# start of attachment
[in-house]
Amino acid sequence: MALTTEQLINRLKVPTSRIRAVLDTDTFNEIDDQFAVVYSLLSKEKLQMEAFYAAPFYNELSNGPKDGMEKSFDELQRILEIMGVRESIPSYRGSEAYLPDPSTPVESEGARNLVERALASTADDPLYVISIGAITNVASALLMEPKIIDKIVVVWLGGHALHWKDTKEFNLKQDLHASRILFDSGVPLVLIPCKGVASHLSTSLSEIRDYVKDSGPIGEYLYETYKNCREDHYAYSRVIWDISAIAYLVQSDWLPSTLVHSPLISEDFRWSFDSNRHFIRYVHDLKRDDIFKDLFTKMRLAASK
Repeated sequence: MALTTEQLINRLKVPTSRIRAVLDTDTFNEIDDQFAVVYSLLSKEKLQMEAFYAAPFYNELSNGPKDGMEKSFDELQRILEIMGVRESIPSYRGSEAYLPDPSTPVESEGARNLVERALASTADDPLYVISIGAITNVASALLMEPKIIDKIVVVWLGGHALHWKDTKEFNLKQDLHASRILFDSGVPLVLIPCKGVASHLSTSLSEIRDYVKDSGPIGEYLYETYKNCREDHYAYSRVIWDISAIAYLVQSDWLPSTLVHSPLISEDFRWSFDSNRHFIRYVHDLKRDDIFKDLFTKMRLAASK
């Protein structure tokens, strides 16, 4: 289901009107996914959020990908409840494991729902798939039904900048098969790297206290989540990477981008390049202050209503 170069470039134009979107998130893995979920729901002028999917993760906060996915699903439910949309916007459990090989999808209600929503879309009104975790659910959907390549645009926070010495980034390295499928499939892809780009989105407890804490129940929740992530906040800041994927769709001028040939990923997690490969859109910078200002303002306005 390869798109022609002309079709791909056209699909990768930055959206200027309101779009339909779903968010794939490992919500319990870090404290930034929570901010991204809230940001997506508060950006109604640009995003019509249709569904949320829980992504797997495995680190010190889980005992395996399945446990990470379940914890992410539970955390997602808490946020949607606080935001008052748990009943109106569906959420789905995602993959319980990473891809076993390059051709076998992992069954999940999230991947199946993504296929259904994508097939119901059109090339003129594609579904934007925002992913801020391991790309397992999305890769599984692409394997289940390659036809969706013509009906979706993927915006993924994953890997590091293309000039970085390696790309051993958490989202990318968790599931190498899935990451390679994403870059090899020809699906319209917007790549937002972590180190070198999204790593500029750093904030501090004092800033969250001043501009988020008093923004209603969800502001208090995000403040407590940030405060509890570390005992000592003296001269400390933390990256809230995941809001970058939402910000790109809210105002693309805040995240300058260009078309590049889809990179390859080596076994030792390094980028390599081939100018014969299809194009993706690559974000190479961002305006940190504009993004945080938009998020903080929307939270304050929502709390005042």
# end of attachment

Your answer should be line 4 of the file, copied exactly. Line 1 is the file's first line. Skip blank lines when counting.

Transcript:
């Protein structure tokens, strides 16, 4: 289901009107996914959020990908409840494991729902798939039904900048098969790297206290989540990477981008390049202050209503 170069470039134009979107998130893995979920729901002028999917993760906060996915699903439910949309916007459990090989999808209600929503879309009104975790659910959907390549645009926070010495980034390295499928499939892809780009989105407890804490129940929740992530906040800041994927769709001028040939990923997690490969859109910078200002303002306005 390869798109022609002309079709791909056209699909990768930055959206200027309101779009339909779903968010794939490992919500319990870090404290930034929570901010991204809230940001997506508060950006109604640009995003019509249709569904949320829980992504797997495995680190010190889980005992395996399945446990990470379940914890992410539970955390997602808490946020949607606080935001008052748990009943109106569906959420789905995602993959319980990473891809076993390059051709076998992992069954999940999230991947199946993504296929259904994508097939119901059109090339003129594609579904934007925002992913801020391991790309397992999305890769599984692409394997289940390659036809969706013509009906979706993927915006993924994953890997590091293309000039970085390696790309051993958490989202990318968790599931190498899935990451390679994403870059090899020809699906319209917007790549937002972590180190070198999204790593500029750093904030501090004092800033969250001043501009988020008093923004209603969800502001208090995000403040407590940030405060509890570390005992000592003296001269400390933390990256809230995941809001970058939402910000790109809210105002693309805040995240300058260009078309590049889809990179390859080596076994030792390094980028390599081939100018014969299809194009993706690559974000190479961002305006940190504009993004945080938009998020903080929307939270304050929502709390005042």